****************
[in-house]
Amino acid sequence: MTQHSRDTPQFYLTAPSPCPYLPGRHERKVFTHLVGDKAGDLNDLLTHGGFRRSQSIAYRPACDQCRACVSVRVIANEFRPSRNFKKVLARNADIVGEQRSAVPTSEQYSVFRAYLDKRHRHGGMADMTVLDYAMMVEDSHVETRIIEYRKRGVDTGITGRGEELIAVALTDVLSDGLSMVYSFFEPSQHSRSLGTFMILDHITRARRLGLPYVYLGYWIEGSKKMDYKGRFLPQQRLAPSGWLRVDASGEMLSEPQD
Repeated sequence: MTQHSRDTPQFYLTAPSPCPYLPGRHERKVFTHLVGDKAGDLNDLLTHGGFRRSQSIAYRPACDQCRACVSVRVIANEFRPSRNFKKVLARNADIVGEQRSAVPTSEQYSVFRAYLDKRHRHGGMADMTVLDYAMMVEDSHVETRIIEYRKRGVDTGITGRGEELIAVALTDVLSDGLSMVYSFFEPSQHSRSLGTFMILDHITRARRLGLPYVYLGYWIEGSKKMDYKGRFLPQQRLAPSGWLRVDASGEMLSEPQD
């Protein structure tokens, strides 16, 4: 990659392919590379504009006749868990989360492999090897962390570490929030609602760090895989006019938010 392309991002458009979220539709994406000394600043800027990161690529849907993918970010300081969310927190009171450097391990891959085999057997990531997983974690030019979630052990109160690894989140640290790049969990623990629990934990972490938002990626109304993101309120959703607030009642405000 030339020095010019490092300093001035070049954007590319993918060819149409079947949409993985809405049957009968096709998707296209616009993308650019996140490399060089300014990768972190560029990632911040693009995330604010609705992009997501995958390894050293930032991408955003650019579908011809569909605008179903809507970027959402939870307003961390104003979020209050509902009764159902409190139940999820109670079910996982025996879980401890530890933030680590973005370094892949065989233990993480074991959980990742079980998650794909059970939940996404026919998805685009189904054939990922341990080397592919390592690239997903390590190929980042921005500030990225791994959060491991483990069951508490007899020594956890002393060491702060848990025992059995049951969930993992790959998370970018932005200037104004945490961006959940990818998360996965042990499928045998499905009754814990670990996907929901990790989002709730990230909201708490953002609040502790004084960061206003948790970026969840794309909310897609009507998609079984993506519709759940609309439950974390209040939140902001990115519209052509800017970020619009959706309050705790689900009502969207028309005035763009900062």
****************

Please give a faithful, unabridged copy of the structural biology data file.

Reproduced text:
[in-house]
Amino acid sequence: MTQHSRDTPQFYLTAPSPCPYLPGRHERKVFTHLVGDKAGDLNDLLTHGGFRRSQSIAYRPACDQCRACVSVRVIANEFRPSRNFKKVLARNADIVGEQRSAVPTSEQYSVFRAYLDKRHRHGGMADMTVLDYAMMVEDSHVETRIIEYRKRGVDTGITGRGEELIAVALTDVLSDGLSMVYSFFEPSQHSRSLGTFMILDHITRARRLGLPYVYLGYWIEGSKKMDYKGRFLPQQRLAPSGWLRVDASGEMLSEPQD
Repeated sequence: MTQHSRDTPQFYLTAPSPCPYLPGRHERKVFTHLVGDKAGDLNDLLTHGGFRRSQSIAYRPACDQCRACVSVRVIANEFRPSRNFKKVLARNADIVGEQRSAVPTSEQYSVFRAYLDKRHRHGGMADMTVLDYAMMVEDSHVETRIIEYRKRGVDTGITGRGEELIAVALTDVLSDGLSMVYSFFEPSQHSRSLGTFMILDHITRARRLGLPYVYLGYWIEGSKKMDYKGRFLPQQRLAPSGWLRVDASGEMLSEPQD
């Protein structure tokens, strides 16, 4: 990659392919590379504009006749868990989360492999090897962390570490929030609602760090895989006019938010 392309991002458009979220539709994406000394600043800027990161690529849907993918970010300081969310927190009171450097391990891959085999057997990531997983974690030019979630052990109160690894989140640290790049969990623990629990934990972490938002990626109304993101309120959703607030009642405000 030339020095010019490092300093001035070049954007590319993918060819149409079947949409993985809405049957009968096709998707296209616009993308650019996140490399060089300014990768972190560029990632911040693009995330604010609705992009997501995958390894050293930032991408955003650019579908011809569909605008179903809507970027959402939870307003961390104003979020209050509902009764159902409190139940999820109670079910996982025996879980401890530890933030680590973005370094892949065989233990993480074991959980990742079980998650794909059970939940996404026919998805685009189904054939990922341990080397592919390592690239997903390590190929980042921005500030990225791994959060491991483990069951508490007899020594956890002393060491702060848990025992059995049951969930993992790959998370970018932005200037104004945490961006959940990818998360996965042990499928045998499905009754814990670990996907929901990790989002709730990230909201708490953002609040502790004084960061206003948790970026969840794309909310897609009507998609079984993506519709759940609309439950974390209040939140902001990115519209052509800017970020619009959706309050705790689900009502969207028309005035763009900062």